KHARKIV, UKRAINE (AFP) – New trenches, concrete blocks, sandbags and numerous checkpoints appear to be everywhere around Kharkiv, which has pushed back one Russian assault on Ukraine’s second city, and is preparing to defend against another.
A pink stuffed toy marks the entrance to one freshly dug trench in the regional capital.
The cut earth is still soft and black and the soldiers are down to their vests, soaking up the sun.
Tensions have eased in this northeastern corner of Ukraine, but Kharkiv, just 50km from the Russian border, remains under permanent threat, and a second line of defence has been organised behind the first.
“When we were here on the 24th of February there were no positions at all,” says “Doctor”, a medic with the National Guard, referring to the day the Russian invaded.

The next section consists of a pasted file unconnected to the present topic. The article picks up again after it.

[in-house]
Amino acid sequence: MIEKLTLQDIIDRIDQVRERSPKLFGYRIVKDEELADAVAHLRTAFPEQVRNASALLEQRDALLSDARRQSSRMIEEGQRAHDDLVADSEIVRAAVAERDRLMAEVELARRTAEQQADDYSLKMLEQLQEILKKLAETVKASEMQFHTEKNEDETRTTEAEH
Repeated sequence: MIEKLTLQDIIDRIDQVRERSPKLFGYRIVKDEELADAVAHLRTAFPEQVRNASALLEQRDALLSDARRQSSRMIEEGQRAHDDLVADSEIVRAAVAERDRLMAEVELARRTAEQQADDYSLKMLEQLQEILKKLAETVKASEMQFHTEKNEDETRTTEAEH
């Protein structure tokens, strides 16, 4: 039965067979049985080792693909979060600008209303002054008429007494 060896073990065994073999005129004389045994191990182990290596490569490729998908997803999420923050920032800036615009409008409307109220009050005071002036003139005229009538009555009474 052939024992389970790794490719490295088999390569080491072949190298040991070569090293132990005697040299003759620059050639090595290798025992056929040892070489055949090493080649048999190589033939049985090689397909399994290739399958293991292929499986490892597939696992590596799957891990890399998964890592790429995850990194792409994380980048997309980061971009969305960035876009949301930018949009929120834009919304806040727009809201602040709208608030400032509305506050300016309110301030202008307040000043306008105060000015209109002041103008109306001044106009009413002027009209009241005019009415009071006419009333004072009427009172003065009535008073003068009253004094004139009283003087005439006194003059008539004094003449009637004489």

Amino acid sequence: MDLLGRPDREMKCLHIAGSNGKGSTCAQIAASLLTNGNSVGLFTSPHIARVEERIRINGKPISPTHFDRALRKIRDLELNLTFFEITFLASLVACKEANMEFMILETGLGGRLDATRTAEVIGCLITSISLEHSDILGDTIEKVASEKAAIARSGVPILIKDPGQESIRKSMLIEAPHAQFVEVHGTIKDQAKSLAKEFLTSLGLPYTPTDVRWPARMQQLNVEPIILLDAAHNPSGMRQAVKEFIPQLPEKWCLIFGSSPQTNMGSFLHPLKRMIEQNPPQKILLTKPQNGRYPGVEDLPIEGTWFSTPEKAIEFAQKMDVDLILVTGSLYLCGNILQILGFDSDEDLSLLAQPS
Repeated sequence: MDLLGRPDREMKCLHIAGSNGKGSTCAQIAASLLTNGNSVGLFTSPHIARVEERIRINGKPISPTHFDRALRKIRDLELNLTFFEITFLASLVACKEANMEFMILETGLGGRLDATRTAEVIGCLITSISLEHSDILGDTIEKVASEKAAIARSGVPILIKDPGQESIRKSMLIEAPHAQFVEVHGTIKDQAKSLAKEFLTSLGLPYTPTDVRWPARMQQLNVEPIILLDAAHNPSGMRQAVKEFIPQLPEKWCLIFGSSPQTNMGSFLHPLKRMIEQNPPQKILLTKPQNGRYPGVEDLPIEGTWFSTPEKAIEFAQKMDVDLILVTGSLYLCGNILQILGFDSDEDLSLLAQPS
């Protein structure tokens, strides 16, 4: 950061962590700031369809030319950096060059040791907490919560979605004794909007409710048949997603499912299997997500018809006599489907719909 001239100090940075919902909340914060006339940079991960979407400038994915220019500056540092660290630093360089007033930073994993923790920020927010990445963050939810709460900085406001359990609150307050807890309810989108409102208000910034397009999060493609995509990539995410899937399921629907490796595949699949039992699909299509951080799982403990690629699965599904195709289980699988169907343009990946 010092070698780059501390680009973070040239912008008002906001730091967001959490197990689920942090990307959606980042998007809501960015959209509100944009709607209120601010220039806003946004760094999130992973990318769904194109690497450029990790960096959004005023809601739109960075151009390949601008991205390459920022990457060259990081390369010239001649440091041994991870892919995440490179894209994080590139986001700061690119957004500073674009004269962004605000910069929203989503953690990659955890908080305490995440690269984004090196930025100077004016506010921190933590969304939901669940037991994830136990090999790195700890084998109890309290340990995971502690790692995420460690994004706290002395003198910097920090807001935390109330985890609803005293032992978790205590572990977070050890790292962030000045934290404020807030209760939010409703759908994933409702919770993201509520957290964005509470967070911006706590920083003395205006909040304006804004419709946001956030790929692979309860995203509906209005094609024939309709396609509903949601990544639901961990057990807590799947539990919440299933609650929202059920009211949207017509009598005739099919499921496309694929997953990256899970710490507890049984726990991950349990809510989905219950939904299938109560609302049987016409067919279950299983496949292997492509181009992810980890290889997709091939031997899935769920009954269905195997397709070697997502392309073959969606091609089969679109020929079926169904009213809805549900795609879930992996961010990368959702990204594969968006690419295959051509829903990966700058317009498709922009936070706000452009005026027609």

“Our warriors were laying by the road behind hills and were shooting, we had fire contacts,” he explains.
“But now when we have trenches, we have well protected zones, so for them, it would be impossibly hard to capture (this position),” adds the nurse who agreed to give a guided tour of just a few dozen metres of the site, which falls under military secrecy rules.
Nearby stands a car daubed with the inscription “Skill to kill”.
Directly to the east of Kharkiv, a recently built trench runs from a house that was bombed and burnt out during the first Russian attack.
The trench line heads off to the south in a zigzag intended to limit the destruction a shell would cause.
The fortifications double back like a maze, which the army refuses to allow reporters to visit. Further down, bunker positions can nonetheless be seen, built up higher on concrete blocks.
Wooden crates line the ground so people can walk around without sinking into the mud when it rains.